Hard X-rays from coma constellation

Manchanda, R. K. ; Agrawal, P. C. ; Biswas, S. ; Gokhale, G. S. ; Iyengar, V. S. ; Kunte, P. K. ; Sreekantan, B. V. (1972) Hard X-rays from coma constellation Nature, 236 . pp. 51-53. ISSN 0028-0836

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Official URL: http://www.nature.com/nature-physci/journal/v236/n...

Related URL: http://dx.doi.org/10.1038/physci236051a0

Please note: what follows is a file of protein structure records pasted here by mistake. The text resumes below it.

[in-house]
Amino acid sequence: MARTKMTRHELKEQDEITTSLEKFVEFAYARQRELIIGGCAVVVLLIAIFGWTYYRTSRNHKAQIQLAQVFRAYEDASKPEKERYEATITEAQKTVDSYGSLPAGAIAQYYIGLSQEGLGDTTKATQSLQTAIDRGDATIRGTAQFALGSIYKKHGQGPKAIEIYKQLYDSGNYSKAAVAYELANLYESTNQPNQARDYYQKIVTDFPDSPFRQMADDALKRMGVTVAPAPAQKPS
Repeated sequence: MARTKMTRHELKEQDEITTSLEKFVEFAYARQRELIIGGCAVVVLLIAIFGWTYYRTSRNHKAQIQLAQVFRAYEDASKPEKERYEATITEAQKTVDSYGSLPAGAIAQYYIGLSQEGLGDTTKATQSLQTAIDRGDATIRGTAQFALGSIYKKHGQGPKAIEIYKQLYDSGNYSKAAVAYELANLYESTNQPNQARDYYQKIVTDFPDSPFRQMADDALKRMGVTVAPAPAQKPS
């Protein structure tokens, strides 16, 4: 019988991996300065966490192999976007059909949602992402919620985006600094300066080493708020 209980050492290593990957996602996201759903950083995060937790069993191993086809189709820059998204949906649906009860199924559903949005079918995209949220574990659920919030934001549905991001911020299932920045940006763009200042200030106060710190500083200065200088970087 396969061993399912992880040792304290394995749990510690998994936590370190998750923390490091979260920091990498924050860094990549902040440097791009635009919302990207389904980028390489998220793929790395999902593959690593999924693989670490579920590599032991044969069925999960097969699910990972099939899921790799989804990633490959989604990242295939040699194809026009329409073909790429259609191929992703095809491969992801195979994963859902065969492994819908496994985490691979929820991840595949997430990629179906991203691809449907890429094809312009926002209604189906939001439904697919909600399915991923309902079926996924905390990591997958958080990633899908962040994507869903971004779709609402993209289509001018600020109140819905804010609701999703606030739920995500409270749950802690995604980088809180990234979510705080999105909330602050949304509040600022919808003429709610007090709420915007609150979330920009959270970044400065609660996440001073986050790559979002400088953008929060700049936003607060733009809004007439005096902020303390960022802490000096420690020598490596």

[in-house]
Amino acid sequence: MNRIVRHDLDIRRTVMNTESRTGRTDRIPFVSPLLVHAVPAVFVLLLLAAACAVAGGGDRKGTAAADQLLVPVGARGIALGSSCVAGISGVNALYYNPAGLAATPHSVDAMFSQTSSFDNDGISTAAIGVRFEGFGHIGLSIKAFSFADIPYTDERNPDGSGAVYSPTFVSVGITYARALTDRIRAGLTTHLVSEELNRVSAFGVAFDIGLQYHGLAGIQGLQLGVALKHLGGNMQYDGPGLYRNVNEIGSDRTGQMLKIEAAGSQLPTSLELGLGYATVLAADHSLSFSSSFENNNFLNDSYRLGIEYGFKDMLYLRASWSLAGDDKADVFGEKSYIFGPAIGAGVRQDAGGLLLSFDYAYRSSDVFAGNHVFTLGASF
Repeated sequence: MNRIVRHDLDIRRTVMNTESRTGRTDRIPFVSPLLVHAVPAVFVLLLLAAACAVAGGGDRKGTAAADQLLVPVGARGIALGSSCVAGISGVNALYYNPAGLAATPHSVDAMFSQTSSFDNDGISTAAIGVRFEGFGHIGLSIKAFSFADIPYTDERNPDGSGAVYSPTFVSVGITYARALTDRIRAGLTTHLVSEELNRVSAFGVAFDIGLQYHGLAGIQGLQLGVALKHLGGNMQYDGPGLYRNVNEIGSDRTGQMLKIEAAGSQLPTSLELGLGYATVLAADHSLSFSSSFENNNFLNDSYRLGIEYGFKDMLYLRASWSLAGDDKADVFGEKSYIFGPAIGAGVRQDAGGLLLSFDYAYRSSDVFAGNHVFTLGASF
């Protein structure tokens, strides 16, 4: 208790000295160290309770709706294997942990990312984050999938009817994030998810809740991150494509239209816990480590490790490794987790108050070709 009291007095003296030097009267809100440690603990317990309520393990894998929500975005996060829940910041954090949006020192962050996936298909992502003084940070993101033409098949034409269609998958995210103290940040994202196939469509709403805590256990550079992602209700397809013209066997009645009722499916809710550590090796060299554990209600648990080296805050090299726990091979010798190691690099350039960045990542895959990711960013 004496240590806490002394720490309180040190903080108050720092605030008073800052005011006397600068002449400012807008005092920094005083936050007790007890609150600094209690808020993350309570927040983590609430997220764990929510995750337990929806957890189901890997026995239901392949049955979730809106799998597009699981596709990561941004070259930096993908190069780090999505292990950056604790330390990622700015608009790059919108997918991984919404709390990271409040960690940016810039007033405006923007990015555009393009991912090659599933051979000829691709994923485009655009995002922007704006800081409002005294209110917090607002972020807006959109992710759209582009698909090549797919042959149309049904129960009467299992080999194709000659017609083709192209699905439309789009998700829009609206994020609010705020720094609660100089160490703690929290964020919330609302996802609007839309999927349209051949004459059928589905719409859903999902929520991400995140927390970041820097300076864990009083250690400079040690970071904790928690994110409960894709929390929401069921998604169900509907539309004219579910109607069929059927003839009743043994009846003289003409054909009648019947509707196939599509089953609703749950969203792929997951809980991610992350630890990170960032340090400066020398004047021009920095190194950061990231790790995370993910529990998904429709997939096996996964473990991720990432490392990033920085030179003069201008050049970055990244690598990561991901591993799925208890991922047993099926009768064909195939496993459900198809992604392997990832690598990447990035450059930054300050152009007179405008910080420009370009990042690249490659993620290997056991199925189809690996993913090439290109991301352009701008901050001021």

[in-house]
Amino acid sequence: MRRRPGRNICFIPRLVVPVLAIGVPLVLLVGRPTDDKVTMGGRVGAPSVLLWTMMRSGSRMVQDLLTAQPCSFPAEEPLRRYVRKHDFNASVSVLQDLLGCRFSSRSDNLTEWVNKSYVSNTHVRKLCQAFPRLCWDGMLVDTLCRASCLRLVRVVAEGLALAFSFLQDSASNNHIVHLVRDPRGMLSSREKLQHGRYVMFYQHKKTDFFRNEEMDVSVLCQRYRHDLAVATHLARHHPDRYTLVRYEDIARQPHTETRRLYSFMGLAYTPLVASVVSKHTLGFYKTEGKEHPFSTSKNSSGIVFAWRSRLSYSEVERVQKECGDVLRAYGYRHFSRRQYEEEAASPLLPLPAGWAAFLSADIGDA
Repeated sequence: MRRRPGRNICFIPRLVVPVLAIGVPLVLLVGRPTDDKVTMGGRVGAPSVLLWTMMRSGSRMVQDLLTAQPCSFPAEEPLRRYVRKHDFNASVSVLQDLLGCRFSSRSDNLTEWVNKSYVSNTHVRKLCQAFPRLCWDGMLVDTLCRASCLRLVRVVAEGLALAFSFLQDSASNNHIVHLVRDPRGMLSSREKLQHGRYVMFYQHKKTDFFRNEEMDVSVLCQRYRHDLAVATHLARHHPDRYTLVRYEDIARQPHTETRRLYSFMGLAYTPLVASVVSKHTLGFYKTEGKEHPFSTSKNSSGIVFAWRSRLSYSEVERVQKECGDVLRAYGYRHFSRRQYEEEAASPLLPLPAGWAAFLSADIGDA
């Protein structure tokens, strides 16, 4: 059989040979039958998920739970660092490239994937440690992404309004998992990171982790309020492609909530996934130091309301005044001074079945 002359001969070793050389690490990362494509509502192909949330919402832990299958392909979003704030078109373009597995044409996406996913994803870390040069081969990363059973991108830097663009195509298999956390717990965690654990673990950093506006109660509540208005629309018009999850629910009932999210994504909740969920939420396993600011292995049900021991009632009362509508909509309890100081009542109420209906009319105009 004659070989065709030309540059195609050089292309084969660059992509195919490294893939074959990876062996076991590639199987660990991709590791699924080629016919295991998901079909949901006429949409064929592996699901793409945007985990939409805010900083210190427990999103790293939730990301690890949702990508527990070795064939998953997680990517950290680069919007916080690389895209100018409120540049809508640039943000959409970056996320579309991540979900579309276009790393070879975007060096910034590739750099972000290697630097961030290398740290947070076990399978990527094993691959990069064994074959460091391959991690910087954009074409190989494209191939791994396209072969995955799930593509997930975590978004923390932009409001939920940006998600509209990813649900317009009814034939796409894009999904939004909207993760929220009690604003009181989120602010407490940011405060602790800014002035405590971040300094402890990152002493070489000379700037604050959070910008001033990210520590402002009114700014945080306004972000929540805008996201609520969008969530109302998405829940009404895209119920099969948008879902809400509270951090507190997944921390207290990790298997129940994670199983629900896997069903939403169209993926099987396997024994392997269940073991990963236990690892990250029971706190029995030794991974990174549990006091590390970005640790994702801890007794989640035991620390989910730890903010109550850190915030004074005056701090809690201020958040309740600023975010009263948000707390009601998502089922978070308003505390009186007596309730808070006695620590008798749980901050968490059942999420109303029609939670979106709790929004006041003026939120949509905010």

The region of the sky defined by RA=190° to 330° and δ = -20° to +50° has been scanned for high energy X-ray sources in a series of five balloon flights carried out from Hyderabad since April 1968 using oriented X-ray telescopes1-3. The sky map of hard X-ray intensity in the energy range 20 to 150 keV obtained from these flights is plotted in celestial coordinates in Fig. 1. Each circle in the figure represents one observation on a part of the sky in which the telescope axis passed through a celestial bin 10° x 10°/cos δ enveloping the circle. The different observations correspond to those made either at different times in the same flight or in different flights on different dates. The size of the circle represents the number of standard deviations σ by which the counting rate of the telescope is either greater than (filled circles) or less than (open circles) the background counting rate for that particular flight. The legend by the side of the figure gives the relation between the size of the circle and the σ value. Only those points for which the observation time was in excess of 40 s have been included in the plot; the positions of known X-ray sources are indicated by star symbols. The dotted circle represents the typical field of view of the telescope which corresponded to an FWHM of 18.5° in some flights-the circle slightly distorts into an ellipse for higher declinations. In other flights the field of view was 12°. The clustering of large diameter filled circles (high σ values) in the regions of known sources like Sco X-1, Cyg X-1 and GX 9+9 is clearly evident. There are two other regions, one enclosed by RA=200° to 225° and δ = +10° to -10° and another by RA= 195° to 215° and δ =25° to 50°, which also show significant clustering of high positive s values. Details of the first region, which falls in the Virgo constellation, have been presented elsewhere3 together with results for the various known sources. We wish to present here the results for the second region of enhancement, which falls in the Coma constellation. This part of the sky was scanned on April 16, 1969, and May 5, 1970, and the evidence for enhanced emission has come from these two flights. The plots of the counting rates in celestial coordinates from these two flights for the relevant periods of observation are given in Figs. 2 and 3. (Complete azimuthal plots and celestial plots for the period of observation are available in the thesis of R. K. Manchanda, submitted to Bombay University.)

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